Towards personalised medicine for breast cancer in the Caribbean: a pilot study


There is evidence to suggest that Black women are more likely to be diagnosed with more advanced breast cancers and breast cancers that have fewer treatment options, such as triple-negative breast cancer compared to other ethnic groups. Four of the top ten countries with the highest breast cancer mortality are in the Caribbean, with the number one country being Barbados. Currently all genes linked to high breast cancer predisposition have been identified from European genomic studies. To date, there has been no study on unique genetic markers for breast cancer in Caribbean women. Additionally, all clinical genetic testing or sequencing for a Caribbean study has always had to be sent outside the region. We conducted a first-of-its-kind study on the genetic differences in breast cancer in Caribbean women in Bermuda by generating 100 whole genomes using long-read nanopore sequencing at 30x coverage. Each genome was analysed using the EPI2ME Labs wf-human-variation workflow. By analysing the patient versus controlgroup cohorts, we found unique candidate variants linked to Caribbean breast cancer for the first time. This work was the first time an entire clinical genomics research study was conducted entirely within the Caribbean by local researchers from recruitment to analysis. Having established a proven workflow for local genomics [opulation studies, we anticipate that this will serve as a model for other disease studies with implementation in more Caribbean islands.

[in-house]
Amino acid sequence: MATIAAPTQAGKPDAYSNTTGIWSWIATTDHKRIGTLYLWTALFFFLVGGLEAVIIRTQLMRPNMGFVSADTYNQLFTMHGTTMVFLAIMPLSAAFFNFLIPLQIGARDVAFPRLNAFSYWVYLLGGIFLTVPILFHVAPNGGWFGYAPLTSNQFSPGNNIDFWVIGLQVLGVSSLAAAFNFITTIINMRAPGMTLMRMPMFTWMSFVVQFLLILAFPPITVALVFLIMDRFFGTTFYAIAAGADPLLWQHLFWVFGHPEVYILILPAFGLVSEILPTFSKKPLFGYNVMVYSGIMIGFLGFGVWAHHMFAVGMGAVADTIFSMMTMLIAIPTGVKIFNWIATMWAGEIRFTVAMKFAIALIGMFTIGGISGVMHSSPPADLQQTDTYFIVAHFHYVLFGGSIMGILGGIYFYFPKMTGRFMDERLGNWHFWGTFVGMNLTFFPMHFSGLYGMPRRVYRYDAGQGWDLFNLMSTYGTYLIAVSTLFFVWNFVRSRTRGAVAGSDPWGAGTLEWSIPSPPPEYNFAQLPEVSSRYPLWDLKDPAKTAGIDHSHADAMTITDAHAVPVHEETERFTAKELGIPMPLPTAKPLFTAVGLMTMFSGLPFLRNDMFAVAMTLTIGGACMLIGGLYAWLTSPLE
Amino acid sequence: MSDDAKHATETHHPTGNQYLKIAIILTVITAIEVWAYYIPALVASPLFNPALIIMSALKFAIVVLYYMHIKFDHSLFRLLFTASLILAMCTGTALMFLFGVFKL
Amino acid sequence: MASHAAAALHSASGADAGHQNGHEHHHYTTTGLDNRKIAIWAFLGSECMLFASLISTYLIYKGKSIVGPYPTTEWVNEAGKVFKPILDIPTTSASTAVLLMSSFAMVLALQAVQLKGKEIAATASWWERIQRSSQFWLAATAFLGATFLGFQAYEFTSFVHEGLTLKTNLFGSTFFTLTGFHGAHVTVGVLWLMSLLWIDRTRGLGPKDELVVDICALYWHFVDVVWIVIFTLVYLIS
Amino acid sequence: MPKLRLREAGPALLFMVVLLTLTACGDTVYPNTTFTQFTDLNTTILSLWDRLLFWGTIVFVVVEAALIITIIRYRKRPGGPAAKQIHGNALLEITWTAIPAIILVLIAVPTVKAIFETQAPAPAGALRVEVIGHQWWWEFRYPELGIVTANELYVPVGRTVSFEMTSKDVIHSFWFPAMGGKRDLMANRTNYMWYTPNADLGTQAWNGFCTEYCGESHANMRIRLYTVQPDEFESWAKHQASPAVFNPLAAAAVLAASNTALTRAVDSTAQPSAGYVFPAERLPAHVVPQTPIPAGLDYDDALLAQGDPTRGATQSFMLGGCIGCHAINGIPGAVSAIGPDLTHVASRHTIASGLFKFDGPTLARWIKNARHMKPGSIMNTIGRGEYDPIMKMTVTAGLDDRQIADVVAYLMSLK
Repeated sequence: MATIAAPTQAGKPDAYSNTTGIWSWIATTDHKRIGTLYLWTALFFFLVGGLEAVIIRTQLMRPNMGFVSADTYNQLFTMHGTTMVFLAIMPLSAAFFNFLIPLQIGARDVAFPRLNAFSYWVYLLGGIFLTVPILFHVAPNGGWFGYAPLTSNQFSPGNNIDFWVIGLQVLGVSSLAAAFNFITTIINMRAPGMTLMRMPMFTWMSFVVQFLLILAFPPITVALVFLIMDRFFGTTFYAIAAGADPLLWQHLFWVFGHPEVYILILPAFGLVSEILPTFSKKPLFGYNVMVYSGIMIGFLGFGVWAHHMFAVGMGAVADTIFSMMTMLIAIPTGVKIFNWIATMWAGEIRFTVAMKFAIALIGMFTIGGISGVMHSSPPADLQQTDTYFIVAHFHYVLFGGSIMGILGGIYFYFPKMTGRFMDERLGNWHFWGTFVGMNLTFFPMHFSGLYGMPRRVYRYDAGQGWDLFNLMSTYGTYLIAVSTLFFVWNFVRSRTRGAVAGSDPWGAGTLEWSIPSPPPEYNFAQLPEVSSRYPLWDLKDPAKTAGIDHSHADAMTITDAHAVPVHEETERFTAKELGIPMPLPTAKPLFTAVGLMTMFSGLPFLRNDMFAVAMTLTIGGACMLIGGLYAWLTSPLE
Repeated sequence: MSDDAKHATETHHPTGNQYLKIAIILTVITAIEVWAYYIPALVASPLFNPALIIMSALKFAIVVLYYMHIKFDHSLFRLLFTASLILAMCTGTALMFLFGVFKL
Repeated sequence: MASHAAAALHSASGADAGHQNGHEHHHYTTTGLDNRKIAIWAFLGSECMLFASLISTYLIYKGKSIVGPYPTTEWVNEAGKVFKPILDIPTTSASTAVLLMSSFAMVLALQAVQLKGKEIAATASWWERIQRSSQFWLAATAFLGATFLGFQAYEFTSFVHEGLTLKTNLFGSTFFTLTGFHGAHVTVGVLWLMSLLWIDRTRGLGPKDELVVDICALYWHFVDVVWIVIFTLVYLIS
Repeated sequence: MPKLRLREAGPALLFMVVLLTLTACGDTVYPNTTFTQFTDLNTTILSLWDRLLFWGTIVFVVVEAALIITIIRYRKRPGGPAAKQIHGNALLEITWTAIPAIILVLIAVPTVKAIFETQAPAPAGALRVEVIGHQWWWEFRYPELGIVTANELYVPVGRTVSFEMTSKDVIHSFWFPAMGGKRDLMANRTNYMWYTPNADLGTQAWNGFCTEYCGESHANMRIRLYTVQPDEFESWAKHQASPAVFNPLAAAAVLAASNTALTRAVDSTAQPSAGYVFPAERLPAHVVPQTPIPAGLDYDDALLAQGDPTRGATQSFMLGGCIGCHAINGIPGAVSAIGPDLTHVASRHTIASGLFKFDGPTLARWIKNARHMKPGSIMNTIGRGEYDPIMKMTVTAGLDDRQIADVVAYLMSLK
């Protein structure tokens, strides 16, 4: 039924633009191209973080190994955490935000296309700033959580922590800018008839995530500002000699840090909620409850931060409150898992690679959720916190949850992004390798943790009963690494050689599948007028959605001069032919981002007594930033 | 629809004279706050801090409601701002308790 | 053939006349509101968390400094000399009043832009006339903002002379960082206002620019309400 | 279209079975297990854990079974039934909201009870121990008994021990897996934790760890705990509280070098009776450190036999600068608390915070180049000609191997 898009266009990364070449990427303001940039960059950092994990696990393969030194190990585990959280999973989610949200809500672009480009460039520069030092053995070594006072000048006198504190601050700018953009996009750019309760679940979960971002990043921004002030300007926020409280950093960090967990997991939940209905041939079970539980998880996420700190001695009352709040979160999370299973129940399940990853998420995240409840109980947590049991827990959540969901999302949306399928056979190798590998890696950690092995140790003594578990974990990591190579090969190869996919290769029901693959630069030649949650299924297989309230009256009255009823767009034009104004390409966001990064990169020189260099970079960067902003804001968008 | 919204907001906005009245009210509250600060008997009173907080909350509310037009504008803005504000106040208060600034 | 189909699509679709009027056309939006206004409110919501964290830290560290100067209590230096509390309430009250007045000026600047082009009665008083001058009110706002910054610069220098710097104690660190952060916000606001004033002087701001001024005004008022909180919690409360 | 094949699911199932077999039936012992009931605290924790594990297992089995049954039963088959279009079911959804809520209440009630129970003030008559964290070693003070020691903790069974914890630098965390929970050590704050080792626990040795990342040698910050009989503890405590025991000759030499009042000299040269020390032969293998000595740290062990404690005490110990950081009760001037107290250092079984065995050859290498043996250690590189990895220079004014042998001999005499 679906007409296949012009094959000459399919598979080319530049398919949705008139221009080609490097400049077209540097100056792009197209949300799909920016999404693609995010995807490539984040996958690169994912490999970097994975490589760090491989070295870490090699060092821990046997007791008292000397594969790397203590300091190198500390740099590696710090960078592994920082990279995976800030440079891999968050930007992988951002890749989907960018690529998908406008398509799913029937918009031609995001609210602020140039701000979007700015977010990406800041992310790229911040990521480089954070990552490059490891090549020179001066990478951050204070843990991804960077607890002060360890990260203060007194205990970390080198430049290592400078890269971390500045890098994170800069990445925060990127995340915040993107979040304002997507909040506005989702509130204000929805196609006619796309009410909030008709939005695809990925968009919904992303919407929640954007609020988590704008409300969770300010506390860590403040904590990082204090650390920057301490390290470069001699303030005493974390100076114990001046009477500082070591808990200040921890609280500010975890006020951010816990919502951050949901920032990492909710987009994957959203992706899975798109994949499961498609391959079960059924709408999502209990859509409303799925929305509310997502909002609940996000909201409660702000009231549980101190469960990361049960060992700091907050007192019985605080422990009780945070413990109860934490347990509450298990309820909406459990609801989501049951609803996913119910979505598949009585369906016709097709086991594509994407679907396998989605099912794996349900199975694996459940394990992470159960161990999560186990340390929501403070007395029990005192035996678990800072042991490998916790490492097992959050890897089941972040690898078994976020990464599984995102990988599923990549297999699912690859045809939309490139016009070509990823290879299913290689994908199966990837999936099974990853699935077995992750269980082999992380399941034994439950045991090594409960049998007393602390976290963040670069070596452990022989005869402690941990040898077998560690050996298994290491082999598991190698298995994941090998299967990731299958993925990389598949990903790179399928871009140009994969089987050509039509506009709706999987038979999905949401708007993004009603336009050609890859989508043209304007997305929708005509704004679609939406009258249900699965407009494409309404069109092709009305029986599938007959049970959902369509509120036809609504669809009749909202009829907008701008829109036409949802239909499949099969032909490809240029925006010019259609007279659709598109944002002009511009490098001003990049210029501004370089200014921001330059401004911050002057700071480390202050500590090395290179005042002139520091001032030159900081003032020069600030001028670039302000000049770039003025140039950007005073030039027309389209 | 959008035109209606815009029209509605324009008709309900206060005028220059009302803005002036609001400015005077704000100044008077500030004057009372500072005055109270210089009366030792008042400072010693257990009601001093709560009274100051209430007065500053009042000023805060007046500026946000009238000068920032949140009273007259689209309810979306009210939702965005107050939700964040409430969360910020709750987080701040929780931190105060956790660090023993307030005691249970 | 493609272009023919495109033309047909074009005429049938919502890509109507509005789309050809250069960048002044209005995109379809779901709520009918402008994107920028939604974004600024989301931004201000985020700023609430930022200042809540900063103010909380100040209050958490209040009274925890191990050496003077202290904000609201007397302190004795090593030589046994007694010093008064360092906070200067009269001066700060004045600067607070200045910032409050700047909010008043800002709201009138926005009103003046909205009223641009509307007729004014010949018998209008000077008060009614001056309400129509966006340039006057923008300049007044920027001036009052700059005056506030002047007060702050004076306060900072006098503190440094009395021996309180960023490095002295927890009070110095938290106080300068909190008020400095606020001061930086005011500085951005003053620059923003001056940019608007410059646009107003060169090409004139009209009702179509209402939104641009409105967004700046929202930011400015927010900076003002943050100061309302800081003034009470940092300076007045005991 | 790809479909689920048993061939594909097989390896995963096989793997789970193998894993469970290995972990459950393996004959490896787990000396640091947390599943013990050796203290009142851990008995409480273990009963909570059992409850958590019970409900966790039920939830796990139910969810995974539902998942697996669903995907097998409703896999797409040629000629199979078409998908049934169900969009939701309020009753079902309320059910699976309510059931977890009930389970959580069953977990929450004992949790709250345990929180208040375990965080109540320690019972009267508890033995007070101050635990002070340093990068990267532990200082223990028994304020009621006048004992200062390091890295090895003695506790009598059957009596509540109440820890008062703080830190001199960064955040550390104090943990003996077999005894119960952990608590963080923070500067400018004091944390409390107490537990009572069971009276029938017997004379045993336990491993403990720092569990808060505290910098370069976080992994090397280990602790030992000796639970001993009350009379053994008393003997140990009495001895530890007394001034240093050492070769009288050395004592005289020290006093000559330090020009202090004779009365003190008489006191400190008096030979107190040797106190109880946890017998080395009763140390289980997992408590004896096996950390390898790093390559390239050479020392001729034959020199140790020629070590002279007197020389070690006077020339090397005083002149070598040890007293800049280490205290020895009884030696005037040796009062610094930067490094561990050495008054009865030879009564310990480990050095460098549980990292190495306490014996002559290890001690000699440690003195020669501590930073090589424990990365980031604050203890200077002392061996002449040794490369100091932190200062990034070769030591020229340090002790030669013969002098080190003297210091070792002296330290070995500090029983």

Dr. Carika Weldon, PhD, MRSB, FIBMS, is a Bermudian biochemist and Founder & CEO of CariGenetics, the world’s first Caribbean-based genomics company. Prior to this she was a Lecturer at De Montfort University and founded the Bermuda Principles Foundation. Dr. Weldon worked as the Oxford Nanopore Project Manager at the Oxford Genomics Centre at the niversity of Oxford, UK. In April 2020, called by the Bermuda Government, she was appointed as the Science Advisor to the Premier and Laboratory Director of the government’s COVID-19 lab, which she created. Dr. Weldon was granted a Queen’s Certificate & Badge of Honour for this work.